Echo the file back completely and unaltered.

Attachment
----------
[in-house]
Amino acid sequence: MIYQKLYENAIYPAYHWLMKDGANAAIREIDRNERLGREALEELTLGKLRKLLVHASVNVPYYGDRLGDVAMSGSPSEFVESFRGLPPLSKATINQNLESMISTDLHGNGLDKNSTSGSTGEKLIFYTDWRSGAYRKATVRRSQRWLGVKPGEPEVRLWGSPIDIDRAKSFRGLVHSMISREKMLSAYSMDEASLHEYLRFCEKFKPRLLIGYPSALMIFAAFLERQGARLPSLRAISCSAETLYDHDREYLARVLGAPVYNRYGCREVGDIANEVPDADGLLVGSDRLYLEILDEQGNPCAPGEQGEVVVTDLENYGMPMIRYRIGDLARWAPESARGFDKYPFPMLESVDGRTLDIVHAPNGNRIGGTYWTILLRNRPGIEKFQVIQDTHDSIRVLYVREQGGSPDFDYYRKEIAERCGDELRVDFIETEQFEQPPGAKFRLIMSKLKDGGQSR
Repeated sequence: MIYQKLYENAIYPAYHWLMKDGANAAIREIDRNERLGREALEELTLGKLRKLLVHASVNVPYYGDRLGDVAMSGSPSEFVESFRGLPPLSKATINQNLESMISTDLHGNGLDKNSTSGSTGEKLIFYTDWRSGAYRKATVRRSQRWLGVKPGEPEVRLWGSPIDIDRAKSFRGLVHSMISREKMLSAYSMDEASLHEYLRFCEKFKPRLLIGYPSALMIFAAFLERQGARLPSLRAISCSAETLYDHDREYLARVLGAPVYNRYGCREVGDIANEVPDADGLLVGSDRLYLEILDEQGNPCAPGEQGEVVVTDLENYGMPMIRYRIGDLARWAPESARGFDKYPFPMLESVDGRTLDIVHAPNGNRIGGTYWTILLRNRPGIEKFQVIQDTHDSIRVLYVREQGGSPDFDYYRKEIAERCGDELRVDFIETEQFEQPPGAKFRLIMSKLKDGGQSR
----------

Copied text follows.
[in-house]
Amino acid sequence: MIYQKLYENAIYPAYHWLMKDGANAAIREIDRNERLGREALEELTLGKLRKLLVHASVNVPYYGDRLGDVAMSGSPSEFVESFRGLPPLSKATINQNLESMISTDLHGNGLDKNSTSGSTGEKLIFYTDWRSGAYRKATVRRSQRWLGVKPGEPEVRLWGSPIDIDRAKSFRGLVHSMISREKMLSAYSMDEASLHEYLRFCEKFKPRLLIGYPSALMIFAAFLERQGARLPSLRAISCSAETLYDHDREYLARVLGAPVYNRYGCREVGDIANEVPDADGLLVGSDRLYLEILDEQGNPCAPGEQGEVVVTDLENYGMPMIRYRIGDLARWAPESARGFDKYPFPMLESVDGRTLDIVHAPNGNRIGGTYWTILLRNRPGIEKFQVIQDTHDSIRVLYVREQGGSPDFDYYRKEIAERCGDELRVDFIETEQFEQPPGAKFRLIMSKLKDGGQSR
Repeated sequence: MIYQKLYENAIYPAYHWLMKDGANAAIREIDRNERLGREALEELTLGKLRKLLVHASVNVPYYGDRLGDVAMSGSPSEFVESFRGLPPLSKATINQNLESMISTDLHGNGLDKNSTSGSTGEKLIFYTDWRSGAYRKATVRRSQRWLGVKPGEPEVRLWGSPIDIDRAKSFRGLVHSMISREKMLSAYSMDEASLHEYLRFCEKFKPRLLIGYPSALMIFAAFLERQGARLPSLRAISCSAETLYDHDREYLARVLGAPVYNRYGCREVGDIANEVPDADGLLVGSDRLYLEILDEQGNPCAPGEQGEVVVTDLENYGMPMIRYRIGDLARWAPESARGFDKYPFPMLESVDGRTLDIVHAPNGNRIGGTYWTILLRNRPGIEKFQVIQDTHDSIRVLYVREQGGSPDFDYYRKEIAERCGDELRVDFIETEQFEQPPGAKFRLIMSKLKDGGQSR